Born in Candia [now Herakleion], Crete, c. 1541; d Toledo, 7 April 1614, El Greco was a Greek painter, designer and engraver, active in Italy and Spain. He is considered the first great master of Spanish painting.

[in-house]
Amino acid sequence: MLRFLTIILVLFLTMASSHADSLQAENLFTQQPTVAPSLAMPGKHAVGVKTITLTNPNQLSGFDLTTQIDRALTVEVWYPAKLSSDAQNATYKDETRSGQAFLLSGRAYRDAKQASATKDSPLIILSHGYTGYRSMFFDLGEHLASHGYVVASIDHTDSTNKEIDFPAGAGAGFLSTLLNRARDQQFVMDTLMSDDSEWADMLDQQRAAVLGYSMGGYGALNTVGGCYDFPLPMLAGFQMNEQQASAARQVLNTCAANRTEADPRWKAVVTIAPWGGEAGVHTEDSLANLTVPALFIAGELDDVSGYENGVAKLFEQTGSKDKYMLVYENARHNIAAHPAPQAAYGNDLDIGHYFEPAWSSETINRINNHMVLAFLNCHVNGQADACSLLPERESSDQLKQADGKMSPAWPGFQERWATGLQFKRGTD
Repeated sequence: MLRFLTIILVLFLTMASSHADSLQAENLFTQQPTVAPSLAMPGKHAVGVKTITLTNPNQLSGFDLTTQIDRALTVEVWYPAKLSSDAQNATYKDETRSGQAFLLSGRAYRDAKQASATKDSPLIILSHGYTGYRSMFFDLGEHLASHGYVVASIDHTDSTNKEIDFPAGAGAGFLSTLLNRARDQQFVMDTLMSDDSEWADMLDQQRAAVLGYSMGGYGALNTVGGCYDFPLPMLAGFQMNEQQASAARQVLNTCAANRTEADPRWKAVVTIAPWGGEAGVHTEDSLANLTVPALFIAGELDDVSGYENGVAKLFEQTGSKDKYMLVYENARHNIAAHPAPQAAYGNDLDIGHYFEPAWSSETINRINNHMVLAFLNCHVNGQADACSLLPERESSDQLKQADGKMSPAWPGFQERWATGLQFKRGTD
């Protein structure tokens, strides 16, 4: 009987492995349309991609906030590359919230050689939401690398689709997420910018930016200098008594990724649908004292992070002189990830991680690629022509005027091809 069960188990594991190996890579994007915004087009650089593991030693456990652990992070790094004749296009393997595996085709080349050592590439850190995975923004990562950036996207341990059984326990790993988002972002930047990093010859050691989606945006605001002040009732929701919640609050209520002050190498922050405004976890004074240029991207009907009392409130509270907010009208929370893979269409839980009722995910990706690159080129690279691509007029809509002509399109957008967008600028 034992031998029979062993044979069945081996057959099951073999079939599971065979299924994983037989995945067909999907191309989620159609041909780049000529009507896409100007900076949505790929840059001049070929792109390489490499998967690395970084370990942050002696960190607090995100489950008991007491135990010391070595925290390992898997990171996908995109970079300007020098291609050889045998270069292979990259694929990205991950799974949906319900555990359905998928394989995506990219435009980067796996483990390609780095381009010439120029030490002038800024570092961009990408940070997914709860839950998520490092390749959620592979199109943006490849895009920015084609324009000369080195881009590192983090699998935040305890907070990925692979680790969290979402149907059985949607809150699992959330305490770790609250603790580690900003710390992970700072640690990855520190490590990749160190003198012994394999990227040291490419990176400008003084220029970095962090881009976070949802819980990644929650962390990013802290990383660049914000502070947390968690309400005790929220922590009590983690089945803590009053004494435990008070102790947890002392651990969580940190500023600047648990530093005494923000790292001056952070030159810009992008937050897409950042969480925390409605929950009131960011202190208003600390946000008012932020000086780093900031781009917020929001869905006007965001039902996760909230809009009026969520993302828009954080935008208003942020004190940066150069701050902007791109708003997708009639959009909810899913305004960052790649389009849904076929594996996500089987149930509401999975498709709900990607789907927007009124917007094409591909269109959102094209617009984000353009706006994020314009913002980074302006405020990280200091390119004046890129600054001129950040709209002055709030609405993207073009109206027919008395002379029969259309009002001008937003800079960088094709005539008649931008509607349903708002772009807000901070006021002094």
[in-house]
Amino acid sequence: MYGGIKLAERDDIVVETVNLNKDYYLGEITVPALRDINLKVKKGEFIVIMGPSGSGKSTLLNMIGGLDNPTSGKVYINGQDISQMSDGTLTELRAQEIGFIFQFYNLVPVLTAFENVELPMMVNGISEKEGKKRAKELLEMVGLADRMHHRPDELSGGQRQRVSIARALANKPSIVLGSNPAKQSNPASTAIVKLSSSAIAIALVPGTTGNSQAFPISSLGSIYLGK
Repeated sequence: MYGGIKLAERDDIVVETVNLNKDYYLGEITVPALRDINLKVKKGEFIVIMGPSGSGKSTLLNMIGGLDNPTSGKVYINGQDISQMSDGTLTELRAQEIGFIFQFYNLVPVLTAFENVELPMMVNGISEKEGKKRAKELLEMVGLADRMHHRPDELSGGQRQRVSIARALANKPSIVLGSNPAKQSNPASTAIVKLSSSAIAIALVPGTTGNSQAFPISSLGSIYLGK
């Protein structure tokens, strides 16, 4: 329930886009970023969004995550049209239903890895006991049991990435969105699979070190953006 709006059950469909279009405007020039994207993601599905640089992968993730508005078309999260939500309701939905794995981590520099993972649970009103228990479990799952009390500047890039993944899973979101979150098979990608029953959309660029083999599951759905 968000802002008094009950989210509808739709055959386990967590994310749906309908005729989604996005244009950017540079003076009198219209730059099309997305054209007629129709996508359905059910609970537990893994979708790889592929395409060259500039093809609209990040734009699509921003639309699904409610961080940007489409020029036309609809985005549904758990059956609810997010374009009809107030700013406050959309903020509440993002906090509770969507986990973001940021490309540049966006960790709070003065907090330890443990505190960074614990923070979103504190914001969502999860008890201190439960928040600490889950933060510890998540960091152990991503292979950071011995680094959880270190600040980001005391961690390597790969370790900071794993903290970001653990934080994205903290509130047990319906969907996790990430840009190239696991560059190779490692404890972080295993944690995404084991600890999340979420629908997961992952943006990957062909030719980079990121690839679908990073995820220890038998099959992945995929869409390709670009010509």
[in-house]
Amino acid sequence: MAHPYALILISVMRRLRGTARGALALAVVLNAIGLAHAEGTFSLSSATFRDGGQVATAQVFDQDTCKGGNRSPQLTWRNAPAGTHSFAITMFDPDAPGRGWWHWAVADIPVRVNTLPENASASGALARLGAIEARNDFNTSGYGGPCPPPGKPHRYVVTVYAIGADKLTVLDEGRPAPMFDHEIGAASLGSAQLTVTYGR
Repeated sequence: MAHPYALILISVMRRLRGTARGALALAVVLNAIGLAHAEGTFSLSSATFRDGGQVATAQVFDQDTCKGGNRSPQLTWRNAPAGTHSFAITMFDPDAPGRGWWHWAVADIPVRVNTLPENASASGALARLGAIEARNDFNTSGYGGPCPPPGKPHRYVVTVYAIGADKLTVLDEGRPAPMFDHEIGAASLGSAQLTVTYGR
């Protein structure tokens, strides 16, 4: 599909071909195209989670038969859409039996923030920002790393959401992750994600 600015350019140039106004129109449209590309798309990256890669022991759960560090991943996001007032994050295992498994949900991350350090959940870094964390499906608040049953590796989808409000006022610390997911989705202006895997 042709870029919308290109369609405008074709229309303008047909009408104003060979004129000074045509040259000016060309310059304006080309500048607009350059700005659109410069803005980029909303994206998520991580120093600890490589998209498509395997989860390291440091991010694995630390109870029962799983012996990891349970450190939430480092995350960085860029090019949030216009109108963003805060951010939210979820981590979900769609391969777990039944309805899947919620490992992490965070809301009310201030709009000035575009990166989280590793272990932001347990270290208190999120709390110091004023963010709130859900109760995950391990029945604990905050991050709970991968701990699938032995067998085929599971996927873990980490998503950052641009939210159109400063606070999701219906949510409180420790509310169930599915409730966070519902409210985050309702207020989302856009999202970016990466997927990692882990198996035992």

Documentation on his early life is limited, but it is known that he was in Venice c. 1566 – 70 and may have studied in Titian's workshop. One of the most original and interesting painters of 16th-century Europe, he transformed the Byzantine style of his early paintings into another, wholly Western manner. He was active in his native Crete, in Venice and Rome, and, during the second half of his life, in Toledo. He was renowned in his lifetime for his originality and extravagance and provides one of the most curious examples of the oscillations of taste in the evaluation of a painter, and of the changes of interpretation to which an artist's work can be submitted. El Greco's Mannerist method of composition is nowhere more clearly expressed than in his masterpiece, The Burial of the Count de Orgaz (1586 – 88), where all of the action takes place in the frontal plane. From 1590 until his death his output was prodigious. His major commissions included the complete altar composition for the Hospital de la Caridad at Illescas (1603 – 05), for which he also worked as architect and sculptor. He excelled as a portraitist. His workshop produced many replicas of his works, but his style was so individual that his only followers were his son and a few forgotten imitators.